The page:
Catchy, repetitive and memorable – all these words demonstrate how a chorus functions in a song.
Turn on the radio, or put on your favorite song, and listen for the part that is repeated several times throughout – this is a chorus.
In today’s post we’ll be looking at choruses in songwriting. We’ll be looking at the definition of a chorus, along with how it can be used and some examples.
What is the definition of a chorus?
A chorus is the heart and soul of your song, it portrays the main purpose or idea of the lyrics or instrumental.
Choruses are usually easy to spot in music, they’re repeated throughout the song and are catchy and memorable. A chorus appears after a verse or pre-chorus depending on the song structure.
A typical song structure is:
Each time the chorus occurs it’ll have the same lyrics and melody, reiterating to the listener the main purpose of the song.
How are choruses used in songs?
A verse provides detail, whereas the chorus is more broad about the topic subject allowing all other sections to tie into it easily.
An example would be verse 1 focusing on the first time you fell in love with someone, including details such as when and where you were, who it was and how they made you feel. Your chorus would then focus on the topic of feeling on top of the World being in love.
The chorus keeps the song grounded and focused, like the roots of a tree – the branches may wander to the sky however they’re all tied to the roots keeping it in position.
A common song structure songwriter’s use is:
- Scenario 1 – acts as your first verse
- Scenario 2 – acts as your second verse
- Main idea or purpose – acts as your chorus
- Revelation or change – acts as your bridge
What are the features of a chorus?
Every chorus is different, there is no set or standard rule when you write a chorus for your song. However, there are a few features that commonly occur, especially throughout modern Western music.
A chorus is catchy and memorable
One common feature of a chorus is how it tends to be incredibly catchy and easy to remember for the listener. If the goal is for the listener to remember your lyrics, then making them catchy is essential, right?
Writing a catchy and memorable chorus can sometimes be challenging, because it’s the glue that holds the entire song together – it’s the most important part.
Songwriter’s achieve this in a number of ways such as writing short snappy lyric lines for the chorus, or having a single line constantly on repeat. The melody is always relatively simple, therefore easy to remember.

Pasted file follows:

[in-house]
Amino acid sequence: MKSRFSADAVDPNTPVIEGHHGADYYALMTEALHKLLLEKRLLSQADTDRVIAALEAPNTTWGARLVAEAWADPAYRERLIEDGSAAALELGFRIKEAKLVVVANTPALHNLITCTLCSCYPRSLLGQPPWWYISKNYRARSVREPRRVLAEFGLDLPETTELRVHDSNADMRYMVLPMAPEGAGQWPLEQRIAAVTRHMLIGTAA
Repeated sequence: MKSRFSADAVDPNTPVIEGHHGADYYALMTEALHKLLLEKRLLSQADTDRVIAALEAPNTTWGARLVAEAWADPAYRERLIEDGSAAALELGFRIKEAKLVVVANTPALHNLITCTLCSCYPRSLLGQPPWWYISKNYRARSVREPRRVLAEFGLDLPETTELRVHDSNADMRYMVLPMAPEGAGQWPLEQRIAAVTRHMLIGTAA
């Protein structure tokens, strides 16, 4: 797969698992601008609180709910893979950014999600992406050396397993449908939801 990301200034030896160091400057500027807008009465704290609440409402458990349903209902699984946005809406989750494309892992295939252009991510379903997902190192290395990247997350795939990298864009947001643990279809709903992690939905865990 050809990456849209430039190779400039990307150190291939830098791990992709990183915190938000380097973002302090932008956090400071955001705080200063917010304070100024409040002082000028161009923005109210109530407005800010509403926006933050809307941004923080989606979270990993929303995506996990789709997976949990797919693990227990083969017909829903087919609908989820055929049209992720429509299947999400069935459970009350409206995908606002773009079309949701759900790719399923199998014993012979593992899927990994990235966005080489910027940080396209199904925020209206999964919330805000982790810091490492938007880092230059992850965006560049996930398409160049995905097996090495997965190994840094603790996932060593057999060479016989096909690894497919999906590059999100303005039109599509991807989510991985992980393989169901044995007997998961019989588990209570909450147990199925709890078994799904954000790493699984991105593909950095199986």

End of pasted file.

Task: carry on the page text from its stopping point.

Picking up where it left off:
We mentioned this briefly, but repetitiveness is key when it comes to making a chorus great. This could be repeating lyric lines or musical phrases. Adding an element of repetitiveness to your chorus ensures your listeners remember them, which is just as important as it being catchy.
Also, a chorus appears several times throughout the song. If we look back to a common song structure, the chorus appears 3 times easily.
A hook is a small prominent part which could be a lyric line or a musical phrase that appeals greatly to the listener. If the listener remembers nothing about the song or the lyrics, they’ll remember this.
It is the cherry on top of the cake, it’s the glitter that catches your attention – this is your hook.
A hook is also self-contained, meaning that there is no need for further interpretation – imagine it being your entire song summed up into one sentence, then repeat it until your listeners remember it.
Examples of choruses
Example 1 – One word repeats
A common practice is one word or line constantly repeated, drilling it into the listener.
Taylor Swift does it in “Shake It Off” where the chorus goes:
- Cause the players gonna play, play, play, play, play
- And the haters gonna hate, hate, hate, hate, hate
- Baby, I’m just gonna shake, shake, shake, shake, shake
- I shake it off, I shake it off
The words play, hate and shake are repeated several times at the end of each line, and all rhyme, making it even more catchier.
We also see this used in Ellie Goulding’s song “Burn”:
- And we’re gonna let it burn, burn, burn, burn
- We’re gonna let it burn, burn, burn
- We’re gonna let it burn
- Oh, we’re gonna let it burn
Example 2 – Short and sweet, ending with the hook
In September 2019 I wrote a song called “Games With A Poltergeist” which is about a deceased woman who is obsessed and can’t let go of her ex-lover who is trying to move on, so she haunts him intensively.
Here’s the chorus:
- You released me
- Was I your burden?
- A rotten Rose
- Now I’m hidden.
- [melodic interlude]
- Hello Sweetie did you miss me?
It’s short and sweet using an alternate rhyming scheme focusing on the core issue at hand – the ex-lover whose now moving on. My favorite part is the last line, the hook. It symbolizes she’s not going anywhere and will obsessively and compulsively stay around forever.
It’s your turn
When writing a song, spend the most time on your chorus, perfecting it and making it as catchy and memorable as possible.
Your chorus is the heart of the song, it completes the puzzle and allows the listener to understand the story.
With this new knowledge about choruses, have some fun and start writing your next chorus today!